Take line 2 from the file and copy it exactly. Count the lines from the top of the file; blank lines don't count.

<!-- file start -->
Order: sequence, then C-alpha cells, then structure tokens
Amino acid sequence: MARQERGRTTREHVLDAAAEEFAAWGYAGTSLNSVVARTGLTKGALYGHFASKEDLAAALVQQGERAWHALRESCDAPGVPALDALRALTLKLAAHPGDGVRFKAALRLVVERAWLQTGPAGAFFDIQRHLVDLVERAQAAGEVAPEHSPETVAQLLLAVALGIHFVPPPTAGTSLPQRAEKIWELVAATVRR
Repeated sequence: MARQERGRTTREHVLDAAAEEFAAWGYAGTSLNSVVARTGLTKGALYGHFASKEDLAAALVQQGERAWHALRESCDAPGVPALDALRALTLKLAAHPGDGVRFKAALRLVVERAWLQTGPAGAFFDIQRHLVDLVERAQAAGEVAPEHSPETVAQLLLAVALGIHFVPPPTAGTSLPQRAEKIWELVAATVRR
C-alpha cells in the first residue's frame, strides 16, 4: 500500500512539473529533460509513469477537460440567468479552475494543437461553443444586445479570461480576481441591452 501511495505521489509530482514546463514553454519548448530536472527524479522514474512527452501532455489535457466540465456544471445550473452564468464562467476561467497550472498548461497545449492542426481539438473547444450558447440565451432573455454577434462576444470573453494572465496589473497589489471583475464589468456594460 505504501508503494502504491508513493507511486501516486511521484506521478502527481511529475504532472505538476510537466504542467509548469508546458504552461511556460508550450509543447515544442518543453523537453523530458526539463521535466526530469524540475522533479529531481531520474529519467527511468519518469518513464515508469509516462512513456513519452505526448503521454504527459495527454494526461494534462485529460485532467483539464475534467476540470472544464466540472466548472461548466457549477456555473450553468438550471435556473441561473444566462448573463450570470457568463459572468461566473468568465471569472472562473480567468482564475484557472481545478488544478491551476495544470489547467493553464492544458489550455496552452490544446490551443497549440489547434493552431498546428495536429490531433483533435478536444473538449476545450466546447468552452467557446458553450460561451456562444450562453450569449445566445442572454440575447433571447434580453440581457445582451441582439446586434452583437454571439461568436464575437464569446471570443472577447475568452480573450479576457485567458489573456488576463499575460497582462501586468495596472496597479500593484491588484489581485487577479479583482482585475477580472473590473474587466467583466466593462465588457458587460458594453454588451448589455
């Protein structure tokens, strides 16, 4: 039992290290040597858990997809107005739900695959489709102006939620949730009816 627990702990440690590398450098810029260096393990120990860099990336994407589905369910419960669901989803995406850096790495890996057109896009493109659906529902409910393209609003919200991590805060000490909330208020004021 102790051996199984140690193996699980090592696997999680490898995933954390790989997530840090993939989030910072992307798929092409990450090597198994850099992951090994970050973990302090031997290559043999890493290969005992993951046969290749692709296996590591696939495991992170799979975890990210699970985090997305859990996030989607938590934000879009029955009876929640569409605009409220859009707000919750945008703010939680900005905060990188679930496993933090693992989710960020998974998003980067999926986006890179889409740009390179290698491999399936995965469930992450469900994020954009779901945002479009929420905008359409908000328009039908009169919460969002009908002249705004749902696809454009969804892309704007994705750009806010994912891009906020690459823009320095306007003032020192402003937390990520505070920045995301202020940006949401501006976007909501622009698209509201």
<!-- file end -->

Amino acid sequence: MARQERGRTTREHVLDAAAEEFAAWGYAGTSLNSVVARTGLTKGALYGHFASKEDLAAALVQQGERAWHALRESCDAPGVPALDALRALTLKLAAHPGDGVRFKAALRLVVERAWLQTGPAGAFFDIQRHLVDLVERAQAAGEVAPEHSPETVAQLLLAVALGIHFVPPPTAGTSLPQRAEKIWELVAATVRR